Andrew Miles enters another world.
Individuals buy cars but fleets prop up the market by some distance. Manufacturers providing those fleets, even by small percentages, maintain an active (if not necessarily profitable) factory. Having no insider information other than the latest issue of Fleetworld (a Stag publication) to guide my curiosity, my lunchtime reading thus became electrified.
The cover revealed a new (to me) tagline. “Driven by something different” having ousted the previous “Simply Clever” from Škoda, shows a shiny new Octavia, parked waterside with father and daughter enjoying the view (of the water, not the Lower-medium sector, 26% BIK, one litre TSI from £20,795,) with the tagline(s) Work. Life. Balanced.
Inside, the review proffers four out of five stars, praising space alongside standard equipment with additional points accrued for notching up overall quality, criticising the infotainment as “difficult to use,” and that the hybrid version can only manage 37 miles using electricity. Barely mentioned is car feel but do such matters concern the fleet manager?
It would appear not. Further into the publication, many pages are given over to myriad telematic products, assuaging that beleaguered fleet manager to keep pace of Roger, where he is, how he’s driving, if he’s crashed or broken down and probably if Roger chose tuna pasta salad over the halloumi wrap; the devil really is in the detail, here in fleetland.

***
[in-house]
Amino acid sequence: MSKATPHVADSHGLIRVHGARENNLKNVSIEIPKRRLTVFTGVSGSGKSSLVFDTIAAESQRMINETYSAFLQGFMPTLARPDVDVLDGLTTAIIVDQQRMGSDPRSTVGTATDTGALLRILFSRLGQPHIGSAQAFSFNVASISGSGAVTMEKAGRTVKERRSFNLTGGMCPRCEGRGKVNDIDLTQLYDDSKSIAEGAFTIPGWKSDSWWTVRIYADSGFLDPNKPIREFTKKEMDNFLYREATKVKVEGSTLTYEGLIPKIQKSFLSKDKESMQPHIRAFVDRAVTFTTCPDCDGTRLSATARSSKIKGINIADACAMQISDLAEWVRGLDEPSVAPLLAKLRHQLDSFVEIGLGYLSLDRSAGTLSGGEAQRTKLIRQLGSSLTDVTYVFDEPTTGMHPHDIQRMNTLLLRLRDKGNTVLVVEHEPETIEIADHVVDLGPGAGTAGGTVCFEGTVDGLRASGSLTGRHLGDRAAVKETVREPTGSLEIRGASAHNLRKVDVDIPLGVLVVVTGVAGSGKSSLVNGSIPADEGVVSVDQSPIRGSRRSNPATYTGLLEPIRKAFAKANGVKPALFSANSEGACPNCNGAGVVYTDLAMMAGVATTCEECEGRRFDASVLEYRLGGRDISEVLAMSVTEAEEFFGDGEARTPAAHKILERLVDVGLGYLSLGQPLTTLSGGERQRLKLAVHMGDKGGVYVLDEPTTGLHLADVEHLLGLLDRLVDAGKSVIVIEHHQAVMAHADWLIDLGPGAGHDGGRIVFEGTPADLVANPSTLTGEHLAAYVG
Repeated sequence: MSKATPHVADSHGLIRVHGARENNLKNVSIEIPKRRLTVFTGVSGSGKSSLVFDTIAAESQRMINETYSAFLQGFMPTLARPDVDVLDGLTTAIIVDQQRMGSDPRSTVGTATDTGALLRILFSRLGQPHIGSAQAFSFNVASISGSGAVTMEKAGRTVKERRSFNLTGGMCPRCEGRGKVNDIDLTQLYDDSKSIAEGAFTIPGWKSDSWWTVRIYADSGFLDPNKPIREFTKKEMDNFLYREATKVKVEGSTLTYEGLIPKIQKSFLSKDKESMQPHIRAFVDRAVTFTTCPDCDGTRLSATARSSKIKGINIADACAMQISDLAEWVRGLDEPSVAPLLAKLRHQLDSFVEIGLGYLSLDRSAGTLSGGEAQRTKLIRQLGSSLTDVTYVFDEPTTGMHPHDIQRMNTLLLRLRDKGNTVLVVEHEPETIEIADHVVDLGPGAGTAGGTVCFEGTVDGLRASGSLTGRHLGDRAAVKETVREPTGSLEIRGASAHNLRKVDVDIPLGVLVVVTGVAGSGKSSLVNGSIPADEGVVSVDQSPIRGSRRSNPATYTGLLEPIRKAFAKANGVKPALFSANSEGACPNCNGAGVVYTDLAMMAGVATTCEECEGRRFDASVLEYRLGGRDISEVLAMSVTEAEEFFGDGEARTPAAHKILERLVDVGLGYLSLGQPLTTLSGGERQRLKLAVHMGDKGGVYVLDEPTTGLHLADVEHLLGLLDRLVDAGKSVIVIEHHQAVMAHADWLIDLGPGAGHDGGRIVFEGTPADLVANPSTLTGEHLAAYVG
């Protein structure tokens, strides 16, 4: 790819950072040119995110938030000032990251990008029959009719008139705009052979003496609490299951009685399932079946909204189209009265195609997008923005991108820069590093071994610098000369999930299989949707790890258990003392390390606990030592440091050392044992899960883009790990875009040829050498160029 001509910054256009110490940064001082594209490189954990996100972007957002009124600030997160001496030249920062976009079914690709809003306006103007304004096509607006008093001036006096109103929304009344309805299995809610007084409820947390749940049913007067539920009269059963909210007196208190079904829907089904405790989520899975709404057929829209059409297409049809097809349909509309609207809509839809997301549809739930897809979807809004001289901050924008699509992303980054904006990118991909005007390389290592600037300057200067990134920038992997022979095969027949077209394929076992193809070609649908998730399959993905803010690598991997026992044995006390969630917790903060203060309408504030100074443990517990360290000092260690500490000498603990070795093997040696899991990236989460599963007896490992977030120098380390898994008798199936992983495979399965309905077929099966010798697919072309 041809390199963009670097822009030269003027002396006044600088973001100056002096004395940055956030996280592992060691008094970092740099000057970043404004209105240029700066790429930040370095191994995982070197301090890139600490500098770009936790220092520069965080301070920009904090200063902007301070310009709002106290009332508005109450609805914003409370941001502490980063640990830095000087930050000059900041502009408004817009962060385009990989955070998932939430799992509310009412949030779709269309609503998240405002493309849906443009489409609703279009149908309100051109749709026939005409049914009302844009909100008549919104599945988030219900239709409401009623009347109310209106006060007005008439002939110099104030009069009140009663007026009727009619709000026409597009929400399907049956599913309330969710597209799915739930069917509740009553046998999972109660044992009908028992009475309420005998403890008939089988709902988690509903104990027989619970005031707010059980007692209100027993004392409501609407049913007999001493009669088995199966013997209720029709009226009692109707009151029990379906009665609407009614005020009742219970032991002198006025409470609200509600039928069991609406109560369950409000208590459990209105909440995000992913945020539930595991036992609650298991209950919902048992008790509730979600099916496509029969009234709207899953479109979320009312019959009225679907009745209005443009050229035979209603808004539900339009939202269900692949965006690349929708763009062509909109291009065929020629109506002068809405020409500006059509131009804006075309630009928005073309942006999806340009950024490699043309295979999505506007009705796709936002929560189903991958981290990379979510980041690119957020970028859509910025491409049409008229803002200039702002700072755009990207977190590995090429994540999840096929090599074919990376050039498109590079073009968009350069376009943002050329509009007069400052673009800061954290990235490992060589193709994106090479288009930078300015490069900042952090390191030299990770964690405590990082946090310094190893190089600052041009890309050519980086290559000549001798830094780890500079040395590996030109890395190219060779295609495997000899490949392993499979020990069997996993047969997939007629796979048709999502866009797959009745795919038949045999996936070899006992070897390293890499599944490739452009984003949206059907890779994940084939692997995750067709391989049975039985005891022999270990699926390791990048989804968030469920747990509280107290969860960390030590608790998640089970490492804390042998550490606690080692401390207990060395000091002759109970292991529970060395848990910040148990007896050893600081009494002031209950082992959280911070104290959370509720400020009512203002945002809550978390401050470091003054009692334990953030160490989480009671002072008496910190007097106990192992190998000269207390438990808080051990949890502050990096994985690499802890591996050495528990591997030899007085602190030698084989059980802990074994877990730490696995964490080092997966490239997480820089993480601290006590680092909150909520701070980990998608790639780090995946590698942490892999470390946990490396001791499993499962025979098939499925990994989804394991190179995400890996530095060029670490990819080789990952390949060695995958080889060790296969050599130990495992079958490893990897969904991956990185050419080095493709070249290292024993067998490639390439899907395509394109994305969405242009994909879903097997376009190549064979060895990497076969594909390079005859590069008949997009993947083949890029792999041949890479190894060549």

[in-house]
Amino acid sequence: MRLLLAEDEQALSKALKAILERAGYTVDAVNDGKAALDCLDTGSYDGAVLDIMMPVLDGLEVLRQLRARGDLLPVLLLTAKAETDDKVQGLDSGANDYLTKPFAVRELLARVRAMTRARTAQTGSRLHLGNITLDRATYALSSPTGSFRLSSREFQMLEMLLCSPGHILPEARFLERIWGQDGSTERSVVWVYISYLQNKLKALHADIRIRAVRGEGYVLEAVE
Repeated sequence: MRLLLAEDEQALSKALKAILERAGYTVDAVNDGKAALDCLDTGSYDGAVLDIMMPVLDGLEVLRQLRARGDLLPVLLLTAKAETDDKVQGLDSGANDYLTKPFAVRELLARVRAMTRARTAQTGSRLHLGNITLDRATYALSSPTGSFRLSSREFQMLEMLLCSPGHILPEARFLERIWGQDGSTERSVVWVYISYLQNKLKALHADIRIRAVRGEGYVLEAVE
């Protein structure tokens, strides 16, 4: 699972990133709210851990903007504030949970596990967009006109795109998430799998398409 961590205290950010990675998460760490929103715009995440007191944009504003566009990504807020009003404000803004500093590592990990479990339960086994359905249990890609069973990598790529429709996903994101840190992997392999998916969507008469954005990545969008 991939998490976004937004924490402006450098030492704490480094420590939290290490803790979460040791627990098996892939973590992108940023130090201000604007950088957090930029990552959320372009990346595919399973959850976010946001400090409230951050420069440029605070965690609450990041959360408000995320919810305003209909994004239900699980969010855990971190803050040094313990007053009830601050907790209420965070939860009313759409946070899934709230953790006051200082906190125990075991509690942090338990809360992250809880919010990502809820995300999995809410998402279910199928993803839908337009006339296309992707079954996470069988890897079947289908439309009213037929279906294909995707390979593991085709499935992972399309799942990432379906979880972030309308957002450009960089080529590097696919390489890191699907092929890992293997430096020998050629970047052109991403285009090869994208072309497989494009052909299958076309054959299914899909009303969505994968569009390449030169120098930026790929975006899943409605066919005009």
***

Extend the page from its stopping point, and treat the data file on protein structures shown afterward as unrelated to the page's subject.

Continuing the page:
Such a publication relies on advertising where practically every single one offers the very best service to maximise efficiency, free up opportunity and bamboozle all but the most tech-savvy. If you’re not on top of your BIK’s, P11d’s, CPM’s, WLTP’s, RDE2’s or your projected CO2 levels *, you’re nowhere. My sandwich suddenly became rather boring.
The overwhelming tone of the majority of this work is the demise of the internal combustion engine, swamped by the rise of those powered by volts and amps. To paraphrase, I love the smell of a catalytic converter in the mornin’, would it seems, be almost over.